Investing Basics: Income investing with ETFs
ETFs with high dividend payments provide a good source of passive income. What you need to know and how to find the best distributing ETFs – by Dominique Riedl.
Many investors regard companies that pay high dividends as solid and profitable.
Nevertheless, the major stock indices are dominated by the global growth companies of the digital economy, which prefer to invest their earnings into further expansion.
Companies that work with proven business models and regularly distribute large portions of their profits to investors through dividends have been, therefore, less in the focus of investors’ attention, but offer attractive opportunities for an income portfolio.
In 2019, the world’s largest 1,200 companies paid out around USD 1.4 trillion in dividends.
High income from dividends and interest can provide a passive source of income. Without any trades, your investment will pay you adequately.
While traditional ways of investing like fixed income ETFs hardly generate income due to capital market developments, high-dividend equity strategies offer alternatives.
ETFs provide a simple and inexpensive way to invest in dividend strategies. There is a wide selection: You will find ETFs with dividend optimised strategies in almost every developed equity market.
Finding the right passive source of income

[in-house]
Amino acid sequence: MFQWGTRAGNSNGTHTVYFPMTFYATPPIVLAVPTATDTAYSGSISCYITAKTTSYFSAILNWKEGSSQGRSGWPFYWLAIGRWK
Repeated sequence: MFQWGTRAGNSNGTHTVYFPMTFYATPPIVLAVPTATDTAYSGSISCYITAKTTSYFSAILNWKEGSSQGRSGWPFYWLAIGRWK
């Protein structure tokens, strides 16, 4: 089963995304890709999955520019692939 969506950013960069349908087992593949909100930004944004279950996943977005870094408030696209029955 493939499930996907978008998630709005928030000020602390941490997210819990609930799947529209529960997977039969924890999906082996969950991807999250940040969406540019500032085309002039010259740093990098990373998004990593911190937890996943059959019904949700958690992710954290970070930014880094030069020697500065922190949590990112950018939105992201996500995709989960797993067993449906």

Some private investors buy individual stocks for their portfolio in order to generate income from dividend distributions. They believe that they are able to pick the stocks with the best dividend outcomes. In reality, however, this strategy often results in disappointment.
In addition, you will not only find high-dividend securities in your home market, but you will also have to trade on foreign stock exchanges resulting in higher commissions.
Besides, diversification is limited. ETFs and funds can invest in a lot more different companies and thus reduce the investment risk by diversification.
Actively managed dividend funds represent a second alternative that can offer a diversification comparable to the market index. A handful of fund managers can also look back on a better performance than their benchmark index (outperformance of the benchmark).
However, most active funds are unable to outperform the market. Regardless of whether the manager is doing a good or a bad job, you as an investor have to pay substantial management fees each year.
On top of this, you need to consider the transaction costs within the fund if the fund manager trades a lot.
ETFs: The best way to income from dividends
We believe a portfolio of well-chosen ETFs offers a superior income solution. With one or even more ETFs, you diversify your capital into many individual investments, chosen and weighted by the index provider.
Instead of an active fund manager, the underlying index of the ETF selects the stocks with the highest dividends.
In this way, you can implement an income portfolio far more cost-efficiently, with less risk and easier maintenance. Lower costs mean more income for you to further invest or to spend.